Once I started reading “The other boy” I couldn’t put it down, and finished it in one sitting. Hennessey’s young readers have the opportunity to learn about the many difficulties and challenges, as well as the hopes and fears, faced by transgender boys and girls. Through reading Shane’s story in this finely crafted novel, it is hoped they will learn acceptance and tolerance. Every middle school and public library should have a copy of “The other boy” in its collection.

Highly recommended for ages 11-14.

 

“Gutless” Carl Deuker

Rated 5 stars ***** ARC. Published September 6, 2016. Houghton Mifflin Harcourt. 329 p.

gutlessBrock Ripley is first to back away from conflicts, on the soccer field or off. He hates being gutless, but doesn’t know how to be brave. When he agrees to catch passes for Hunter Gates, the school’s star quarterback, his life becomes even more confusing as he tries to learn football and avoid getting hit on the field, hold off Hunter’s jealous former wide receiver, hide his father’s worsening sickness from his friends, and keep his friendship with Richie Fang.

Though Richie is a star soccer player, wins all types of competitions, is academically gifted, and a great jokester, his talents don’t include ways to stop riling Hunter. The angrier Hunter gets towards Richie, the more Brock retreats into his shell of avoidance. It is only a matter of time before Brock will have to learn how to get himself off the fence and onto the field of life before it’s too late.

This action packed book about football, bullying, true friendship, and learning to stand up for yourself is bound to pique the interest of readers – especially reluctant readers.

Recommended for ages 11-18.

“Ugly: A memoir” Robert Hoge

Rated 4 stars **** ARC. Published September 6, 2016. Viking.

uglyRobert was born July 21, 1972 with a giant tumor covering his face, underdeveloped legs, and missing toes. His mother refused to accept him, while his father left the decision of whether or not to keep him up to her. It wasn’t until many weeks later, when his four brothers and sisters were allowed to take part in the decision, that he was finally taken home.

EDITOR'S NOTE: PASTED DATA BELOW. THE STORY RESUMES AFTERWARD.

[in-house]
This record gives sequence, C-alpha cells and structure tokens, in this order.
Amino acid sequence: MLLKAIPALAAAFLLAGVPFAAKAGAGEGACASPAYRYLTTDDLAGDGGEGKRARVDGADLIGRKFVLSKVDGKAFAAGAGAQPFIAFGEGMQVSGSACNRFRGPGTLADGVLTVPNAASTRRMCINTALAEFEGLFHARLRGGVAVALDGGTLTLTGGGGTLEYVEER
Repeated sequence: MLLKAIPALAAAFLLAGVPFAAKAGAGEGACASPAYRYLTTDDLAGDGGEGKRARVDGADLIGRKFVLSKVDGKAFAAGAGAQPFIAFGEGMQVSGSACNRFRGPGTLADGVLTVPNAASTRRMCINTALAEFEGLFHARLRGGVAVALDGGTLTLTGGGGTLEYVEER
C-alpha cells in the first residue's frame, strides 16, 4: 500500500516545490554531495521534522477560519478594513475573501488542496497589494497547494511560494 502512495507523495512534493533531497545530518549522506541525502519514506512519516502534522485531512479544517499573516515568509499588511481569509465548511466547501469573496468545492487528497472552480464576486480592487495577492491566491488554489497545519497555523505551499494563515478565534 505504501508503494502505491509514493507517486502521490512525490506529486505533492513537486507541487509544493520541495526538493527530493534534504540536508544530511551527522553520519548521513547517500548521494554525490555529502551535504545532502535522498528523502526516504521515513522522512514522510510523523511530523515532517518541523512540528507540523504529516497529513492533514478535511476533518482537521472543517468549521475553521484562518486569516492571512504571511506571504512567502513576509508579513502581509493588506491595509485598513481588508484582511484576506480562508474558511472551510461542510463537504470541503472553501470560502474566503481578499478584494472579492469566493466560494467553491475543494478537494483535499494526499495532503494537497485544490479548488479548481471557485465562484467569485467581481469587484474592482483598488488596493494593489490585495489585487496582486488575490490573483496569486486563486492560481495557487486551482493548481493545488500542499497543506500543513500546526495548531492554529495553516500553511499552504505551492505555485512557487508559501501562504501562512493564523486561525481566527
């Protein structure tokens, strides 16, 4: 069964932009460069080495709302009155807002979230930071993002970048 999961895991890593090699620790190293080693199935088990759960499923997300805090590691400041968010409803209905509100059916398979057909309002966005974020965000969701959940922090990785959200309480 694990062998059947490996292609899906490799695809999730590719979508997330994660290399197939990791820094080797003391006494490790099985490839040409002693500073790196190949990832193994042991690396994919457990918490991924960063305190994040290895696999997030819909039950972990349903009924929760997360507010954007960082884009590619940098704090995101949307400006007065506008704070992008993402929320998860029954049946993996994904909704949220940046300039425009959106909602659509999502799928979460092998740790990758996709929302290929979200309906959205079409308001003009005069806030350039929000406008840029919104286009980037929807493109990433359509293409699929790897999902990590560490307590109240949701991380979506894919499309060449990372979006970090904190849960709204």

Using simple explanations, Robert’s many operations and “aha!” moments are documented from elementary to high school. Despite being vague on the details of why he was born this way, and what happened after age 14, he clearly documents how he worked hard to live an ordinary life despite his physical limitations. He is an inspiration to those facing similar struggles.

Recommended for ages 9-14.

“Ashes” Laurie Halse Anderson

Rated 5 stars ***** ARC. Seeds of America #3. Published October 4, 2016. Atheneum Books for Young Readers. (Appendix includes Questions and Answers as well as lists of books and websites for more reading.)

ashes“Ashes” continues the stories of escaped slaves Curzon and Isabel. First introduced in “Chains,” more of their lives and the cruelty of slavery was documented in “Forge.”

After escaping from their masters once again, the two have spent years making their way through the wilderness seeking news about Isabel’s sister Ruth who’d been sold away from her by a cruel mistress when she was just a little girl. Their plans of a reunited and peaceful life are interrupted by war and the cruelties of fate. The Patriot’s fight for independence causes Isabel to question how those seeking freedom for themselves could deny it to thousands of their slaves, while Curzon is sure the war will mean freedom for all.

As time passes, Isabel’s former closeness with Curzon dissipates as they remain at odds over the war and its meaning to them as slaves. As they learn to survive in the midst of chaos, they are left wondering and hoping about a future in a world turned upside down.

Anderson has done her research well, bringing readers fully into Isabel and Curzon’s time and place. The plight of escaped slaves, found on both British and Patriot’s sides, black soldiers fighting for General Washington, and other historical events are incorporated into the storyline of “Ashes.” If Laurie should choose to continue Isabel, Curzon and Ruth’s story in another set of books about their life after the war, I would be a very happy reader of them. Laurie can you hear me?

Highly recommended for ages 11 to 15.